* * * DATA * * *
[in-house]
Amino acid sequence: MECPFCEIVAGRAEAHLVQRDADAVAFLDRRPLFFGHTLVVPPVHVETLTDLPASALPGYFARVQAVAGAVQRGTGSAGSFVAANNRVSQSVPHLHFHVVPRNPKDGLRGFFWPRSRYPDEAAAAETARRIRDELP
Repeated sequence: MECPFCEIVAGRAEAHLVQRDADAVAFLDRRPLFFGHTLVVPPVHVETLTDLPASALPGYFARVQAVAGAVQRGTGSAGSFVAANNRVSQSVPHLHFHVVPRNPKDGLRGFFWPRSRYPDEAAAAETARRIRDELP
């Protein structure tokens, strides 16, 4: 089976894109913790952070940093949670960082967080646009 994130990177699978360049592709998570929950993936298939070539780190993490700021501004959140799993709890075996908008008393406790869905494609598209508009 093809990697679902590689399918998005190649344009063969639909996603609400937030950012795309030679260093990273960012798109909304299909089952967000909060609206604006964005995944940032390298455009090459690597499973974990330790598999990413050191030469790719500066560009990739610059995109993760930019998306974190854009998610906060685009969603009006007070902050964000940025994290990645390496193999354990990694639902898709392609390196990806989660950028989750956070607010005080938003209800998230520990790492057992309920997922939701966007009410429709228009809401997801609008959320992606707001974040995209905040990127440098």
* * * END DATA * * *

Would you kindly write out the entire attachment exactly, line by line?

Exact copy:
[in-house]
Amino acid sequence: MECPFCEIVAGRAEAHLVQRDADAVAFLDRRPLFFGHTLVVPPVHVETLTDLPASALPGYFARVQAVAGAVQRGTGSAGSFVAANNRVSQSVPHLHFHVVPRNPKDGLRGFFWPRSRYPDEAAAAETARRIRDELP
Repeated sequence: MECPFCEIVAGRAEAHLVQRDADAVAFLDRRPLFFGHTLVVPPVHVETLTDLPASALPGYFARVQAVAGAVQRGTGSAGSFVAANNRVSQSVPHLHFHVVPRNPKDGLRGFFWPRSRYPDEAAAAETARRIRDELP
């Protein structure tokens, strides 16, 4: 089976894109913790952070940093949670960082967080646009 994130990177699978360049592709998570929950993936298939070539780190993490700021501004959140799993709890075996908008008393406790869905494609598209508009 093809990697679902590689399918998005190649344009063969639909996603609400937030950012795309030679260093990273960012798109909304299909089952967000909060609206604006964005995944940032390298455009090459690597499973974990330790598999990413050191030469790719500066560009990739610059995109993760930019998306974190854009998610906060685009969603009006007070902050964000940025994290990645390496193999354990990694639902898709392609390196990806989660950028989750956070607010005080938003209800998230520990790492057992309920997922939701966007009410429709228009809401997801609008959320992606707001974040995209905040990127440098």